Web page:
By Amy Robertson
He came to Caronport with his family from Green Bay, Wis., four years ago. When he was in the 9th grade, he says, he found grade 12 students terrifying. So old. So established. So ... mature.
So when Steve Johnson, a grade 12 student who was Caronport High School's student body president at the time, came up to him one day and asked how he was doing, Nathan was floored. He could hardly believe that an older student cared that much about him.
He was also inspired. If I can impact someone's life that much, I want to do that so badly, he thought. So he made a decision. He would walk in Steve's shoes.
The following year, he served as the grade 10 representative on Caronport High School's Student Leadership Committee. The following year, he served as vice-president, heading up the worship ministry in high school chapel. This year, he's leading the SLC and the student body as president. He helps with student chapels, occasionally leads worship, and encourages and serves people whenever he can.
"I love the high school so much," he says.
Nathan was part of the team that came up with this year's theme, Stand Firm, which is based on 1 Corinthians 15:58. He wants nothing more than to see his classmates stand firm on their beliefs and on Christ, he says.
As president, he has the benefit of seeing it happen before his eyes.
He smiles as he talks about what he's seeing in this year's student body. Last year, the SLC noticed that high school students need more opportunities to serve within the community, so they implemented school service projects. He thinks the effect this has had on students is amazing—he's seeing more students step up to serve others. They're also asking important questions about faith, and instead of sleeping in, they're looking forward to chapel.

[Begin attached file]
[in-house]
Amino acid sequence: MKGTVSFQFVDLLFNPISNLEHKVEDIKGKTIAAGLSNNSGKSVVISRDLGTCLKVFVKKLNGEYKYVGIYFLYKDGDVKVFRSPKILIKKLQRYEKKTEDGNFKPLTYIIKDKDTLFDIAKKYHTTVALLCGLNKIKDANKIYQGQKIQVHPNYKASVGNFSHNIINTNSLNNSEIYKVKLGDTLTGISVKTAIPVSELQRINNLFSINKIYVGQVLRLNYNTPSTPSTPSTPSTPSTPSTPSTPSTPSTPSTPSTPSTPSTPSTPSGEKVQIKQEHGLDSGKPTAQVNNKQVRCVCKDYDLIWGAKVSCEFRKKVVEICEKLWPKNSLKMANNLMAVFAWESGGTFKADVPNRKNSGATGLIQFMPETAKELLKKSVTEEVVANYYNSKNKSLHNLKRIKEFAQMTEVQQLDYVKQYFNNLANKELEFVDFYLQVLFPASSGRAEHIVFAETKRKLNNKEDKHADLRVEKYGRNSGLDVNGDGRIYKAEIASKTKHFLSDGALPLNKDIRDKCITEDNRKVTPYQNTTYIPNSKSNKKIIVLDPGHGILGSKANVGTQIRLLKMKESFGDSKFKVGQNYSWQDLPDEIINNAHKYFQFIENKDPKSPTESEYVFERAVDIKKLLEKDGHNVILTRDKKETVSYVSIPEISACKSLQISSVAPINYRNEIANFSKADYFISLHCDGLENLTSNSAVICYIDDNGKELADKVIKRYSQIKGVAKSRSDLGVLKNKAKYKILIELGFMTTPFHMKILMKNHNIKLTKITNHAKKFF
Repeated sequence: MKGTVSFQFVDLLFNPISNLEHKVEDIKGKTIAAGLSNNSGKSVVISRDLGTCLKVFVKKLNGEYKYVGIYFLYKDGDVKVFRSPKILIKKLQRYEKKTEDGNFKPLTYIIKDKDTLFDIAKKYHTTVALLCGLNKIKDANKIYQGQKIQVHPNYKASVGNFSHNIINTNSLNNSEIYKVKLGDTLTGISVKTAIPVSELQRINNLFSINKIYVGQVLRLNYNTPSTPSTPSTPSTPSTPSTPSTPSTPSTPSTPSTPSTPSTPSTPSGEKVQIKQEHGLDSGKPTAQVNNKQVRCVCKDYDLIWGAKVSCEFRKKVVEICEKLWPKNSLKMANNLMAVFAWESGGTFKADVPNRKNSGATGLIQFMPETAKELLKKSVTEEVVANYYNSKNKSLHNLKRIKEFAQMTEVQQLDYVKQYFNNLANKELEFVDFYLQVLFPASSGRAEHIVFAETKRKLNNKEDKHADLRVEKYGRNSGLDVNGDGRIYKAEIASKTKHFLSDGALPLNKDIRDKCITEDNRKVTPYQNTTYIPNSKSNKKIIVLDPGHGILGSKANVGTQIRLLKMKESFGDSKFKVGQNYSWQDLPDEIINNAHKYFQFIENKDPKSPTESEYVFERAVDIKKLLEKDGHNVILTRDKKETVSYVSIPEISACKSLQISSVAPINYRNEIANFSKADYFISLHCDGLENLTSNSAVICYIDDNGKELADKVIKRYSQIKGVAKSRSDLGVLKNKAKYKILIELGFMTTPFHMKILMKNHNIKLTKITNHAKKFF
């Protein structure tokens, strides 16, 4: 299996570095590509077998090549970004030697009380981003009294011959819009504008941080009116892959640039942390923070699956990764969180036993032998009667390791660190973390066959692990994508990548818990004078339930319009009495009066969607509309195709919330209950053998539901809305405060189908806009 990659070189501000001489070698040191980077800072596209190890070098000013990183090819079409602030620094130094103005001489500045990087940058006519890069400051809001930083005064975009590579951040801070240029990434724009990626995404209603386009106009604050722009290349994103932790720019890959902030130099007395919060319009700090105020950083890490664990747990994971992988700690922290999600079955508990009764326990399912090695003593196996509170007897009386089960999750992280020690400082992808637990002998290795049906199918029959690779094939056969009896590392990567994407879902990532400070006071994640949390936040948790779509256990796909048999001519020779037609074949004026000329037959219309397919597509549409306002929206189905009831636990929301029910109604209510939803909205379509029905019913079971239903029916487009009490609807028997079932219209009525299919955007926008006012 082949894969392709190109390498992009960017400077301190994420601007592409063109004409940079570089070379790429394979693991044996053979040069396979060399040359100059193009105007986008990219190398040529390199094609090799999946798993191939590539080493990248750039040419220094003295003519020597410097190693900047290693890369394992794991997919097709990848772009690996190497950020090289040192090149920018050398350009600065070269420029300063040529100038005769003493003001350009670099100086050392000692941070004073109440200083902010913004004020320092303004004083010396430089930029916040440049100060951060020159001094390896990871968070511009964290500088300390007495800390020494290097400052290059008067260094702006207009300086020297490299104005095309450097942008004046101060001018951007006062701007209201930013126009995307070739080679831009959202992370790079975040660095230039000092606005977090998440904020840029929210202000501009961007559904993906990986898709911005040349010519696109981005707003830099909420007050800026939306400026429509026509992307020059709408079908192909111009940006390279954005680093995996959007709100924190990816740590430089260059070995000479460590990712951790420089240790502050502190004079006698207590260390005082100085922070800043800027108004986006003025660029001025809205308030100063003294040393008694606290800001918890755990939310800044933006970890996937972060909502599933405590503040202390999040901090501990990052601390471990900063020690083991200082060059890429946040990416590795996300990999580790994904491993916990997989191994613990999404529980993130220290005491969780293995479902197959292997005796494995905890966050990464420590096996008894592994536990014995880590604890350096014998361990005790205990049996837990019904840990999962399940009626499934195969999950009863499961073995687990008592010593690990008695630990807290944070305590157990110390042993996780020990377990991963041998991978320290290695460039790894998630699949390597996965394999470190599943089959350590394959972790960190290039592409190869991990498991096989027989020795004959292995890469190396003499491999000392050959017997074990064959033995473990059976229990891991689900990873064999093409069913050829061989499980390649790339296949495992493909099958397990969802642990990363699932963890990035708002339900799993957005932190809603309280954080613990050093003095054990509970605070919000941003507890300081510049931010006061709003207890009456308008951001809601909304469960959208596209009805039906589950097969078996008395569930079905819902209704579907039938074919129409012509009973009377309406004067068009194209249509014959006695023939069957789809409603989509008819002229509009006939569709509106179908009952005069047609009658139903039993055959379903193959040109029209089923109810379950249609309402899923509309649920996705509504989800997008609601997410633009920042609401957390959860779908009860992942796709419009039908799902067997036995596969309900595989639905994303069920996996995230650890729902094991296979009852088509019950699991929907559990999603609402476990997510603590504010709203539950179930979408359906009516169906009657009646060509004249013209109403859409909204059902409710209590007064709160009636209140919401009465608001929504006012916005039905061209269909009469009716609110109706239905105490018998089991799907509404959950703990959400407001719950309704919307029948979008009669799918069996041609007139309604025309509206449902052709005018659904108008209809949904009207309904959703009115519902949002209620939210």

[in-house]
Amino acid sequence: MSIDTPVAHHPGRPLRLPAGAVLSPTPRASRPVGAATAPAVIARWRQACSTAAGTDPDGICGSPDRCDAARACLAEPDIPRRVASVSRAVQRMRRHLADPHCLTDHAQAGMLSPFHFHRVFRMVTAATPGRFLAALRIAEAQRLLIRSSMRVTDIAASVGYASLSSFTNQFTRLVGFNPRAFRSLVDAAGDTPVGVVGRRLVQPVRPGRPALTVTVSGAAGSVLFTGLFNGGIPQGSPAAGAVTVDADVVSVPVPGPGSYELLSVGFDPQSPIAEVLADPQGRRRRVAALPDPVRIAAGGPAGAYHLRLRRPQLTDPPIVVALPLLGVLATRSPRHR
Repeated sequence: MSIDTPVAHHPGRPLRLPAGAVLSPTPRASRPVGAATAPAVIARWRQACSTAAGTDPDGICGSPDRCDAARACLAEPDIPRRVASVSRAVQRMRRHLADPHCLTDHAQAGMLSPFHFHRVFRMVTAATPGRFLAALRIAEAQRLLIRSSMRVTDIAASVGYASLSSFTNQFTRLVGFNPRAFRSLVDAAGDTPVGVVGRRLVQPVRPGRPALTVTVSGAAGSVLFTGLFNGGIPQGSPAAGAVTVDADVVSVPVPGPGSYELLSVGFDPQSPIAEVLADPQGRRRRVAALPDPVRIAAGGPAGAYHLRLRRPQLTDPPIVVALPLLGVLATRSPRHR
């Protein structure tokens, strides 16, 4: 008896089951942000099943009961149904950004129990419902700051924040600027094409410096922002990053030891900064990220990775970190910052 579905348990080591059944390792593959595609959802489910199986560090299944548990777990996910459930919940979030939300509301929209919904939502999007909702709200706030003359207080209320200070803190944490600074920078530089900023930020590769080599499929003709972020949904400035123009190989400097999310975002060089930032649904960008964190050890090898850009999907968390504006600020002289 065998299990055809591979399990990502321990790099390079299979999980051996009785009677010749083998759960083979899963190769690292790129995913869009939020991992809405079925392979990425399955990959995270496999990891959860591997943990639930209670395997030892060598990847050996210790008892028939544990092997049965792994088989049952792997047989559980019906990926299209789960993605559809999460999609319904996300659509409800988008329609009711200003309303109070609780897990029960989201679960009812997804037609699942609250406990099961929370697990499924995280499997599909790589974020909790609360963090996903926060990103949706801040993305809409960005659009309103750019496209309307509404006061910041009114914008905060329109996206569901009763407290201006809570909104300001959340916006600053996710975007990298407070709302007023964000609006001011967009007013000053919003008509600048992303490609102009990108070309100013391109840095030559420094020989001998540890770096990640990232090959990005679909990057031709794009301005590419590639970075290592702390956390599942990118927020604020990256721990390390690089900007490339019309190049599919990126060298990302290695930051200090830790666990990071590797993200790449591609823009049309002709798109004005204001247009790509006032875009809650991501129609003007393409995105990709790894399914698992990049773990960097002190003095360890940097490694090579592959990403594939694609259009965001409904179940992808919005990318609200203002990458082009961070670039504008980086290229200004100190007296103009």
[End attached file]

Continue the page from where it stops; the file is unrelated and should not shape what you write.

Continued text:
He's also seeing growth within the SLC. In past years, the SLC has spent most of their time planning events. This year, they're learning to lead. For example, he says, they're taking ownership of the student code, encouraging students to follow the rules. Nathan knows from experience that students are more likely to listen to their peers than a teacher, so it's important for him and his team to set an example.
Nathan is also seeing growth in himself, confessing that he has a tendency to take matters into his own hands—to sort of "help God out," he says. He's slowly learning to seek God first—to pray about things he's struggling with and to stand back and let God work.
There's one thought, Nathan says, he keeps coming back to: More of him, less of me. "The more of him ... and the less of me, the better!" he exclaims.
"The more I give and forget about myself, the more blessed I am. The more I pour out, the more room there is to be poured into."
Nathan plans to attend Briercrest College and Seminary this fall.